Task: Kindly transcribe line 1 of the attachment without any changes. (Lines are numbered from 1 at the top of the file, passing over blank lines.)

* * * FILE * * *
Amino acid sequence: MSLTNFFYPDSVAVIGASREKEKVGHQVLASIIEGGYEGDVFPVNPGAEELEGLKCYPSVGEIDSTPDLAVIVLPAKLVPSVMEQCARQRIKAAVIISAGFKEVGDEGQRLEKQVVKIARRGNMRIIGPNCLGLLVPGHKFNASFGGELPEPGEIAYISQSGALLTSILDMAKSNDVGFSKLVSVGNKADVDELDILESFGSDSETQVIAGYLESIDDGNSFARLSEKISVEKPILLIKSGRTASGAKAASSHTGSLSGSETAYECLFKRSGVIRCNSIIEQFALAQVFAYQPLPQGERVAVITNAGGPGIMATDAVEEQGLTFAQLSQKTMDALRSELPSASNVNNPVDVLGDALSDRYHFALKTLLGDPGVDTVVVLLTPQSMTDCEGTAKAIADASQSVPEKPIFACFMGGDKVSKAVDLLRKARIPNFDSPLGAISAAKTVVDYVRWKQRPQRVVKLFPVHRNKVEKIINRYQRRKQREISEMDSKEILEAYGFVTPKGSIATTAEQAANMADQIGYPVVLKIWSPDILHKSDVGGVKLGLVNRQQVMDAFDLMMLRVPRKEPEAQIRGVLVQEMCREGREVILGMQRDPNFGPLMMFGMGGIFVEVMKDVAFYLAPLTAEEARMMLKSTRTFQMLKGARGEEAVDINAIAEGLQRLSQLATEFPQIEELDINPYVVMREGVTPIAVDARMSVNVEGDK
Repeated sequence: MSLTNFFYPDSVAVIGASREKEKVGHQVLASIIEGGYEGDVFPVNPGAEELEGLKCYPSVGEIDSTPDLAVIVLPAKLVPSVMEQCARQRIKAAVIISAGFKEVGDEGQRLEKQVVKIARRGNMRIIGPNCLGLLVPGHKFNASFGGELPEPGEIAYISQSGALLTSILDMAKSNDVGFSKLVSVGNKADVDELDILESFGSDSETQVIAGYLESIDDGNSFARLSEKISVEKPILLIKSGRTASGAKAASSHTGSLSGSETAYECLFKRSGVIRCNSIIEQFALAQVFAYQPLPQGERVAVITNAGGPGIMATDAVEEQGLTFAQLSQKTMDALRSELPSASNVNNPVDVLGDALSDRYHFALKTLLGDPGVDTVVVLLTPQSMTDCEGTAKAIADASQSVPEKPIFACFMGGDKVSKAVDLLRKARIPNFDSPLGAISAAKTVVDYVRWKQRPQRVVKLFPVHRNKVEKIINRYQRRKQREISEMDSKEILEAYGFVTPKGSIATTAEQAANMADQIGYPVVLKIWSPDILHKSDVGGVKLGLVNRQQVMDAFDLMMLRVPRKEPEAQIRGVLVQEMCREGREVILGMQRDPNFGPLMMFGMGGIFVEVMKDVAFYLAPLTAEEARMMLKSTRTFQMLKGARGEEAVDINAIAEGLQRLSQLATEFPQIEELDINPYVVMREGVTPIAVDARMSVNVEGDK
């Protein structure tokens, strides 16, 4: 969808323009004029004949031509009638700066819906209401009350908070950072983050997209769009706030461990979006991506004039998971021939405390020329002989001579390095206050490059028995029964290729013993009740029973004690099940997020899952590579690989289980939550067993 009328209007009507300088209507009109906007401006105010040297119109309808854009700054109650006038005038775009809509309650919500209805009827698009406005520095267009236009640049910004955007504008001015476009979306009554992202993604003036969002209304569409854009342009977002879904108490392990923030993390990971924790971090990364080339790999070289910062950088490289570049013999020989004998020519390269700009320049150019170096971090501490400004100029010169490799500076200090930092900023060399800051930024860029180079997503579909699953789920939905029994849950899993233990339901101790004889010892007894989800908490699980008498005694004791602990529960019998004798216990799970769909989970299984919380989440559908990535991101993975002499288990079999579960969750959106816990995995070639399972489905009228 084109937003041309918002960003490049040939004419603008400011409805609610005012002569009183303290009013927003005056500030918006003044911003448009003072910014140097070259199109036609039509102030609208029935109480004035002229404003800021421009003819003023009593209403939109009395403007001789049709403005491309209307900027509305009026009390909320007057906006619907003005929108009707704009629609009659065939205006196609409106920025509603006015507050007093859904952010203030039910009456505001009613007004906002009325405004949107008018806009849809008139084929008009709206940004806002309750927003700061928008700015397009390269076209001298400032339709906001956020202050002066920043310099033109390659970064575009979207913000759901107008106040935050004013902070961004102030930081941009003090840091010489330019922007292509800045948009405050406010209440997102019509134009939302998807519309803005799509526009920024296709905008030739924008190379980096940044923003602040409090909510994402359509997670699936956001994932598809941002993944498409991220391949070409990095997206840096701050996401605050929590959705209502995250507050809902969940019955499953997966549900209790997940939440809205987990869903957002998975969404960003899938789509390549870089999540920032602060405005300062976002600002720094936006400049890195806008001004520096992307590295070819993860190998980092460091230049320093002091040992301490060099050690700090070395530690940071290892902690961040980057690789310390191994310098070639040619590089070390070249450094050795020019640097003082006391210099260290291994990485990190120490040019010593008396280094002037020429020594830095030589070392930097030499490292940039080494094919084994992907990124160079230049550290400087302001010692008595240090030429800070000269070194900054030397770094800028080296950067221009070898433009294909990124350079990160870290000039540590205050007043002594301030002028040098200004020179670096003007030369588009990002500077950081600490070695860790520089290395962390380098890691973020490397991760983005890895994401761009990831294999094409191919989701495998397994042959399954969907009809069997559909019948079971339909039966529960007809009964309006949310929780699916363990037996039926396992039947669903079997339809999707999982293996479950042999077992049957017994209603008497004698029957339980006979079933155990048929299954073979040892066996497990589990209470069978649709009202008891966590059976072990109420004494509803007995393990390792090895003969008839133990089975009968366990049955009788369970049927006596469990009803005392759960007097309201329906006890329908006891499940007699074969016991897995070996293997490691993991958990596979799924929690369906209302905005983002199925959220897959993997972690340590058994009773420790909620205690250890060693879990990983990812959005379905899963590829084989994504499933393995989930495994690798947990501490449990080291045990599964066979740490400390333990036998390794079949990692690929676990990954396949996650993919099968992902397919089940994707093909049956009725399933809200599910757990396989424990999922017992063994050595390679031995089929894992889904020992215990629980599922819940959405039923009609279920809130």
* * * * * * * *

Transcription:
Amino acid sequence: MSLTNFFYPDSVAVIGASREKEKVGHQVLASIIEGGYEGDVFPVNPGAEELEGLKCYPSVGEIDSTPDLAVIVLPAKLVPSVMEQCARQRIKAAVIISAGFKEVGDEGQRLEKQVVKIARRGNMRIIGPNCLGLLVPGHKFNASFGGELPEPGEIAYISQSGALLTSILDMAKSNDVGFSKLVSVGNKADVDELDILESFGSDSETQVIAGYLESIDDGNSFARLSEKISVEKPILLIKSGRTASGAKAASSHTGSLSGSETAYECLFKRSGVIRCNSIIEQFALAQVFAYQPLPQGERVAVITNAGGPGIMATDAVEEQGLTFAQLSQKTMDALRSELPSASNVNNPVDVLGDALSDRYHFALKTLLGDPGVDTVVVLLTPQSMTDCEGTAKAIADASQSVPEKPIFACFMGGDKVSKAVDLLRKARIPNFDSPLGAISAAKTVVDYVRWKQRPQRVVKLFPVHRNKVEKIINRYQRRKQREISEMDSKEILEAYGFVTPKGSIATTAEQAANMADQIGYPVVLKIWSPDILHKSDVGGVKLGLVNRQQVMDAFDLMMLRVPRKEPEAQIRGVLVQEMCREGREVILGMQRDPNFGPLMMFGMGGIFVEVMKDVAFYLAPLTAEEARMMLKSTRTFQMLKGARGEEAVDINAIAEGLQRLSQLATEFPQIEELDINPYVVMREGVTPIAVDARMSVNVEGDK